The 266 card non-foil set features 2 One Ring (cards featuring the necessary artifact of the game), 12 Dwarven, 13 Elven, 13 Gandalf, 12 Gollum, 14 Gondor, 39 Men (adversaries, formerly the Southron Affiliation), 38 Orc (formerly Moria), 17 Rohan, 16 Shire, 30 Uruk-Hai, and 20 Wraith Affiliation cards, and 40 Site cards. These are generally broken down evenly between Fellowship (your cards you play with) and Minion (cards you set upon your opponent) cards. Within the various affiliations, there are: 2 One Ring (cards depicting The One Ring, which must be kept by the Current Player's Fellowship Bearer), 1 Artifact (unique items found on Middle Earth, like Gandalf's Ash Staff), 28 Companion (cards depicting primary characters and those who may join your customized Fellowship, like Legolas and Arwen), 32 Condition (cards illustrating long-term changes to Middle Earth that remain in play more than one turn, like the benefits of Elven Marksmanship or Wielding the Ring), 52 Event (cards depicting temporary effects on players, like a Wraith letting out a Keening Wail or Hobbits Crouching Down), 86 Minion (cards depicting villains used to obstruct your opponent, like the Witch King or Gollum), 24 Possession (cards depicting objects used to enhance the natural strength or endurance of a character, like an Axe Of Khazad-dum or The Pale Blade, The Sword Of Flame), and 40 Site (cards depicting locations in Middle Earth, they form the "board" for the game).

This set establishes a very broad sense of the Middle Earth universe as characterized by The Lord Of The Rings films. The booster pack boxes are comprised of thirty-six packs per box with eleven cards per pack. The eleven cards are portioned out with seven common, three uncommon, and one rare or foil card. A foil card replaces a rare in approximately five packs. The foils are simply reprints of the standard cards; there are no cards that are uniquely foils in this set.


At its most basic level, this is a board game where one constructs the board and pieces out of a selection of cards. The purpose of the game is to survive to the end of the ninth site in the Adventure Path, which (theoretically) indicates the end of the Ring Bearer's quest. The basic idea is to assemble a sixty card deck, lay out the board (Adventure Path) and play against an opponent. The deck is evenly split between Fellowship and Shadow cards, so players ought to have a hand that allows them to play and attempt to thwart their opponent at any given time.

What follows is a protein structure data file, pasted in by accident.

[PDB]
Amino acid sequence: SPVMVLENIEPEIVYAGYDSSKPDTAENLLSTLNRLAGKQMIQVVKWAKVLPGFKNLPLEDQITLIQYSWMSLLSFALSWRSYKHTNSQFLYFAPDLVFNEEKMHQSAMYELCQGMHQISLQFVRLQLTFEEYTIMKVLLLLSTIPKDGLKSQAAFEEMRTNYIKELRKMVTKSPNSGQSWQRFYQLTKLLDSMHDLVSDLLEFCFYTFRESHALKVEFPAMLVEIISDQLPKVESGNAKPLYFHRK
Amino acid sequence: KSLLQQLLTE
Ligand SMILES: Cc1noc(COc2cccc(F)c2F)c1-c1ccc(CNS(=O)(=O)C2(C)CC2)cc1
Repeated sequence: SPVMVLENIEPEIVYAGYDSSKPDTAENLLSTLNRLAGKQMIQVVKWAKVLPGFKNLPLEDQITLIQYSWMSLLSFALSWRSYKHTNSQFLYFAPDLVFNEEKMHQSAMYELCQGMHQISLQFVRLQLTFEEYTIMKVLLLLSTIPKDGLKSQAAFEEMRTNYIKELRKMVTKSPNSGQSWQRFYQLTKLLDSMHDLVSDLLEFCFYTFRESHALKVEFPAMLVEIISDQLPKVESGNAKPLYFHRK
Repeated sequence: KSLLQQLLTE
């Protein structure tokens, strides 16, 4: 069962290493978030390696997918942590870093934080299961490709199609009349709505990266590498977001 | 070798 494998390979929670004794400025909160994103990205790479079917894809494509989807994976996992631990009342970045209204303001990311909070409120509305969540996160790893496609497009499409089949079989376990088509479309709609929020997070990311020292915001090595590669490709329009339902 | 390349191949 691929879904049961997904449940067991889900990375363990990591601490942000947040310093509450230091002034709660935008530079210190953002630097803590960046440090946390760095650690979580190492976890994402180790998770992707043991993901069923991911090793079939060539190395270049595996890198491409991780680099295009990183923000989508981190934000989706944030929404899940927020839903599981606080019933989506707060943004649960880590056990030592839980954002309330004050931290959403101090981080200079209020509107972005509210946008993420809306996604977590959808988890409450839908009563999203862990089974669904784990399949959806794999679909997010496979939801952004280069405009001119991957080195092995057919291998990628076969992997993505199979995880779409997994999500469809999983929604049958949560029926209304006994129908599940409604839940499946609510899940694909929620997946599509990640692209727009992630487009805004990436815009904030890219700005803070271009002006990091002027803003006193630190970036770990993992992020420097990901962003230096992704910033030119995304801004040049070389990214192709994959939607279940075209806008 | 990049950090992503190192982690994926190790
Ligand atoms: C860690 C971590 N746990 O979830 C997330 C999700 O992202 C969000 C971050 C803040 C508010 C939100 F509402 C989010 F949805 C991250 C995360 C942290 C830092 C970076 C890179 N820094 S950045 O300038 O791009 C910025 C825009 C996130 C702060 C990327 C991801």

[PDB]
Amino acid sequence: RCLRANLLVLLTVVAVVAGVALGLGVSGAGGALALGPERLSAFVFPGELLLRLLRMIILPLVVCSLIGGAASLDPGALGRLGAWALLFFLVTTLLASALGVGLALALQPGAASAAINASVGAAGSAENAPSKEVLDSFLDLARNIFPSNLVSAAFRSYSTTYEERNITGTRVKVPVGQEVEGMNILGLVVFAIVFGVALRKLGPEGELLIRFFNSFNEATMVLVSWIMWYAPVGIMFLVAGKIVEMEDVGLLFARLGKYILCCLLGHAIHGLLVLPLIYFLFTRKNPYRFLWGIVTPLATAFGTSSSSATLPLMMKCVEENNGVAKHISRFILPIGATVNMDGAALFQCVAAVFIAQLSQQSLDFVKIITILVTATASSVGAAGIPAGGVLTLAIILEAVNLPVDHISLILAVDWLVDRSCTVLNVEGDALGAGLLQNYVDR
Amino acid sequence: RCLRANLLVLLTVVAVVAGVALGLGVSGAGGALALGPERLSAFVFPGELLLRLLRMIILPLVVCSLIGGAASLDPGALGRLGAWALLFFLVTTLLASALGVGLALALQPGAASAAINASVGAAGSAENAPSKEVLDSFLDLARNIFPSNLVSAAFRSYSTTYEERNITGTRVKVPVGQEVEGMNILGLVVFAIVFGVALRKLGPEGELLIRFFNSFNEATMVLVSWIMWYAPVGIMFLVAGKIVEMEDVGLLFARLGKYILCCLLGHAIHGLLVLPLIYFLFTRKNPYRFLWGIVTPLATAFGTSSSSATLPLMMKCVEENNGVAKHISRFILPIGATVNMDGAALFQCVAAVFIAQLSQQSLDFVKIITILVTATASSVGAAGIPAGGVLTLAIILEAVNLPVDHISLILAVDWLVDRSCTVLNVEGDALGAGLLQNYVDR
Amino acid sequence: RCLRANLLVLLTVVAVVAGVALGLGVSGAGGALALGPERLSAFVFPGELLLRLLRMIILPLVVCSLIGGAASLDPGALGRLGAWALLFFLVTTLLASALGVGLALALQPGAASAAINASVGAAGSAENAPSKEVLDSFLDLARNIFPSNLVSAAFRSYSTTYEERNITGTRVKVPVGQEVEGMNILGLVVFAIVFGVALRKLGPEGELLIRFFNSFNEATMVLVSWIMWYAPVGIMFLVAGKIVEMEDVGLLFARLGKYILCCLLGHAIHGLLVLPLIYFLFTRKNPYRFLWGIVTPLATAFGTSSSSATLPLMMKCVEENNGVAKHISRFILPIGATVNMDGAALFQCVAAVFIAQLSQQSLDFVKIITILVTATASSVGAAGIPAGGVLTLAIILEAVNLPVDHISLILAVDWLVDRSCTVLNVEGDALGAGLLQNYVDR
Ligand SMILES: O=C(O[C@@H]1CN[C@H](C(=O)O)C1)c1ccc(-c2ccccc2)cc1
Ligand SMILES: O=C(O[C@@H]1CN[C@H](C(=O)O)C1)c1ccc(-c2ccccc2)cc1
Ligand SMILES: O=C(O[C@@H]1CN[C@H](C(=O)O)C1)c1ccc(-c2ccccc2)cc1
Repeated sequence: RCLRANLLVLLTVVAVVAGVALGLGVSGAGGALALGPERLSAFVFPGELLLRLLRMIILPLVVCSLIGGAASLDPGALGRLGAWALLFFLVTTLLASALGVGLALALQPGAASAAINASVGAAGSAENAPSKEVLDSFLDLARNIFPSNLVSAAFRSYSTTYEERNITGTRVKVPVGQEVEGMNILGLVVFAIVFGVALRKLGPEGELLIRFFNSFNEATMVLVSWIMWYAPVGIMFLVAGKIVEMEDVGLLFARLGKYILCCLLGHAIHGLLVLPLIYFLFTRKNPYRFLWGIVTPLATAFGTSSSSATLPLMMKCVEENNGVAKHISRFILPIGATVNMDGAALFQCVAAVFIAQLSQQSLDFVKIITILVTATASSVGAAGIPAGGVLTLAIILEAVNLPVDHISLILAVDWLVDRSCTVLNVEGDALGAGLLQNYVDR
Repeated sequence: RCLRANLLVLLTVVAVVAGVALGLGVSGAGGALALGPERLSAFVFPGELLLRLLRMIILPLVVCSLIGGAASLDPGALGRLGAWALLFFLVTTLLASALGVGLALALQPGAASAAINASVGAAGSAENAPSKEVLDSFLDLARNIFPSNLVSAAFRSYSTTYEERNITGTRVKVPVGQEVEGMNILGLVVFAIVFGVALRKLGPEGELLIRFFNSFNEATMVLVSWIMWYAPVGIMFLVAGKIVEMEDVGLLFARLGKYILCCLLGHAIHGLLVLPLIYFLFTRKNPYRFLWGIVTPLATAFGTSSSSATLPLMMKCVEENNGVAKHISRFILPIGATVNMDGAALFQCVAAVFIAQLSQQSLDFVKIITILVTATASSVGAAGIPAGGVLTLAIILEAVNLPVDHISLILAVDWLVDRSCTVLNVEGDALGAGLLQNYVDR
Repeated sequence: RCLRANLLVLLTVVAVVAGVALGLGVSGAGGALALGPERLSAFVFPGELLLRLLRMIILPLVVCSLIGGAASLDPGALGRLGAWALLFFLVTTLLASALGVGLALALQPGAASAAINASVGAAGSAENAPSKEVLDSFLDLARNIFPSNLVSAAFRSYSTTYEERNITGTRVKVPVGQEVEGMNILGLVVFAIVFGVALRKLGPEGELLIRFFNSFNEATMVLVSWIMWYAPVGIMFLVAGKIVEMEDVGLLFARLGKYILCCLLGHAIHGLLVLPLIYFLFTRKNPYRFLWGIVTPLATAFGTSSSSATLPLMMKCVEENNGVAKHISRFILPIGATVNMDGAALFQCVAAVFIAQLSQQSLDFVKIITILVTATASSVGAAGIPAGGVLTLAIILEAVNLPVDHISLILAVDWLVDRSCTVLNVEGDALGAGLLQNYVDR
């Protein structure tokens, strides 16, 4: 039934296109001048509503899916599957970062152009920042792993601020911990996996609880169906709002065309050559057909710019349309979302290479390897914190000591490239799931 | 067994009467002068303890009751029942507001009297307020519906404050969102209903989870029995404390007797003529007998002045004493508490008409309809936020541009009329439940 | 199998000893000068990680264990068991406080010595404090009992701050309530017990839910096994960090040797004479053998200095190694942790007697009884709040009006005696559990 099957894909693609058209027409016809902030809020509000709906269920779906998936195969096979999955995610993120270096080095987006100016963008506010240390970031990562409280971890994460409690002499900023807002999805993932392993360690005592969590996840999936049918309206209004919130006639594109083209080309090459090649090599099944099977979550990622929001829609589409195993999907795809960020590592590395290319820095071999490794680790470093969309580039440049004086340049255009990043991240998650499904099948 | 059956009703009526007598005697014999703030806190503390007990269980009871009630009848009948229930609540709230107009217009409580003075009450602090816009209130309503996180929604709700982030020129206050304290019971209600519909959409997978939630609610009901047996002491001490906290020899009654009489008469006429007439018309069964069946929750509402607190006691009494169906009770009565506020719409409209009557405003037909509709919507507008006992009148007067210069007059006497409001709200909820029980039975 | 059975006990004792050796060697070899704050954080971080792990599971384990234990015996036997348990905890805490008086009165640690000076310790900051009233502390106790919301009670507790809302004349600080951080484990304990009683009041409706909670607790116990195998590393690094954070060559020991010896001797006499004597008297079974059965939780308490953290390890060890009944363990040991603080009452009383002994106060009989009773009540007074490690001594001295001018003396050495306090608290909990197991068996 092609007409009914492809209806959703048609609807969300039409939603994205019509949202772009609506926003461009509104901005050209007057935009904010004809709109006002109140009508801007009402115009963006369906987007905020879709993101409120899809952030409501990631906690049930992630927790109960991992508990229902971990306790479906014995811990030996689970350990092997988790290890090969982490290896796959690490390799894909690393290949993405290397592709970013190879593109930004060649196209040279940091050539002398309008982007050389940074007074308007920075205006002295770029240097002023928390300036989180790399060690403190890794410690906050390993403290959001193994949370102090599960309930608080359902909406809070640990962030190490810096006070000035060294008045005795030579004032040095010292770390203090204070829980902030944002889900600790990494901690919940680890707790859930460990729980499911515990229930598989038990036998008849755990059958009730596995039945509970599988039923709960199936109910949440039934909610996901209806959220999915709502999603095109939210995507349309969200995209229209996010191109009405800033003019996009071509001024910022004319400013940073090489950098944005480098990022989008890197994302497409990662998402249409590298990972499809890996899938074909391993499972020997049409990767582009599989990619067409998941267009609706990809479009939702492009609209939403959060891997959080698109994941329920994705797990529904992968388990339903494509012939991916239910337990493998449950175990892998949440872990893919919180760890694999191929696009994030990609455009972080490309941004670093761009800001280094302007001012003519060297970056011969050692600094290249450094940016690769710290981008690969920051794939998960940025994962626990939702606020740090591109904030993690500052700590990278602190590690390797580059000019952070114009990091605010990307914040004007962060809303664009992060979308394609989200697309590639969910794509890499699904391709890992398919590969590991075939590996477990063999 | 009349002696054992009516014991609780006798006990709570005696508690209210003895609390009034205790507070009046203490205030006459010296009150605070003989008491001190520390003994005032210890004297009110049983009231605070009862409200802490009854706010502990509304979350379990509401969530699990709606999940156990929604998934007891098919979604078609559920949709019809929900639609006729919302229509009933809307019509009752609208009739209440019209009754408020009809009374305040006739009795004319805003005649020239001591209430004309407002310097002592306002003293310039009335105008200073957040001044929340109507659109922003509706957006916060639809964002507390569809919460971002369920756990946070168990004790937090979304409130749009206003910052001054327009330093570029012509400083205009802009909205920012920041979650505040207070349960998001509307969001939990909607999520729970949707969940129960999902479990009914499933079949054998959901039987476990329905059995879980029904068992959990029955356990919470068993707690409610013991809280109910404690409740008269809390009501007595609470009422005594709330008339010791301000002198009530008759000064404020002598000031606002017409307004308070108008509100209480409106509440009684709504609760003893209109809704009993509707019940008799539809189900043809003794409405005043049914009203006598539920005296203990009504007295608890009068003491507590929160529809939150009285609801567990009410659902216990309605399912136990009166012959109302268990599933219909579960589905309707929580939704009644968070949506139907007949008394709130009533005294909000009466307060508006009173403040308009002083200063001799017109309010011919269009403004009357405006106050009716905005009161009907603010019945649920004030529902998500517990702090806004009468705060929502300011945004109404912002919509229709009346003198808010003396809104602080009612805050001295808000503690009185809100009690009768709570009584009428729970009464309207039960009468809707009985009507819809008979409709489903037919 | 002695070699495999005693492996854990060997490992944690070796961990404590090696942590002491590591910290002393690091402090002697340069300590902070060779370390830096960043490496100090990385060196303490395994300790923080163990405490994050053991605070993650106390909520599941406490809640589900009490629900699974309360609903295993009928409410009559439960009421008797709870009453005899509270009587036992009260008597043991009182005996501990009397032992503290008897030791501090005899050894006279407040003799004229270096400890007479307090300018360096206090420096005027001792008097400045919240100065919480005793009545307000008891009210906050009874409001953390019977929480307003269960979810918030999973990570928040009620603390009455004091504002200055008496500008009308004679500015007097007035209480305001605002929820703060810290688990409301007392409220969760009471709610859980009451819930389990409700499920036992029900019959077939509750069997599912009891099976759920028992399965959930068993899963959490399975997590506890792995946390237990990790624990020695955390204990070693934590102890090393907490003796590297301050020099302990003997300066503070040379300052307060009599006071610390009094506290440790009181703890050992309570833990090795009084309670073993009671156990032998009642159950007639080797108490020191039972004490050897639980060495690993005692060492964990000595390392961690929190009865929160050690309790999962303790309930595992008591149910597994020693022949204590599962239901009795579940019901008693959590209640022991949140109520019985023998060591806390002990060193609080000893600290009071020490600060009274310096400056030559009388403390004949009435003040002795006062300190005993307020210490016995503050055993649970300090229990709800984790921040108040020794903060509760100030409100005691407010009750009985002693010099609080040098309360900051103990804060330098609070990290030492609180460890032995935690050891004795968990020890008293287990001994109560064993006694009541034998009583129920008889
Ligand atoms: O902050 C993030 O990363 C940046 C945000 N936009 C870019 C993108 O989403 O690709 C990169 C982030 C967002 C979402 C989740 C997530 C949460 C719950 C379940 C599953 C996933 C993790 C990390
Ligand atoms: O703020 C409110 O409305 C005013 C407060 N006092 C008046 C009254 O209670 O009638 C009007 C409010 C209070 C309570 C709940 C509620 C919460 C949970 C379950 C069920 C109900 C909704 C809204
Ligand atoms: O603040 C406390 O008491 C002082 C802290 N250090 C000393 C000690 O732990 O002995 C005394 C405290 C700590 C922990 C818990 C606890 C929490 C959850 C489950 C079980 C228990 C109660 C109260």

This game uses a "payment" system where cards have a cost. The rulebook recommends something like poker chips or glass beads to establish the twilight pool and wound indicators and I've found small poker chips (not included) work very well for this.

Sites form the board for the game, known as the Adventure Path. Sites are seeded in accordance to the rules of bidding (all of this is clearly established in the rulebook, which is available in the starter decks). The rulebook clearly defines what each deck must possess in terms of numbers of the card types. But basically, one starts by laying out a board, determining which player goes first, then setting them off through a Fellowship Phase (wherein the current player adds any characters they can and moves to the next site), Shadow Phase (Shadow players seed Minions to set against the current player's Fellowship), Maneuver Phase, Archery Phase (archers fire and it becomes the first chance to try to take out enemies), Assignment Phase (villains target Fellowship Companions), Skirmish (they actually battle) and then Regroup.

This is a fairly complex trading card game, but it represents a level of gaming sophistication designed to appeal to younger adults and actually challenge them, which is a decent idea given the complexity of Middle Earth. The problem, of course, is that most people who would be most stimulated by this game do not have the time or effort/interest to learn to play it. As a result, the mid-teens that basically run the CCG players world seem to have had mixed impressions about this game. Many players seem to enjoy that cards have a "cost" to them, adding a sense of risk to playing many of the better cards.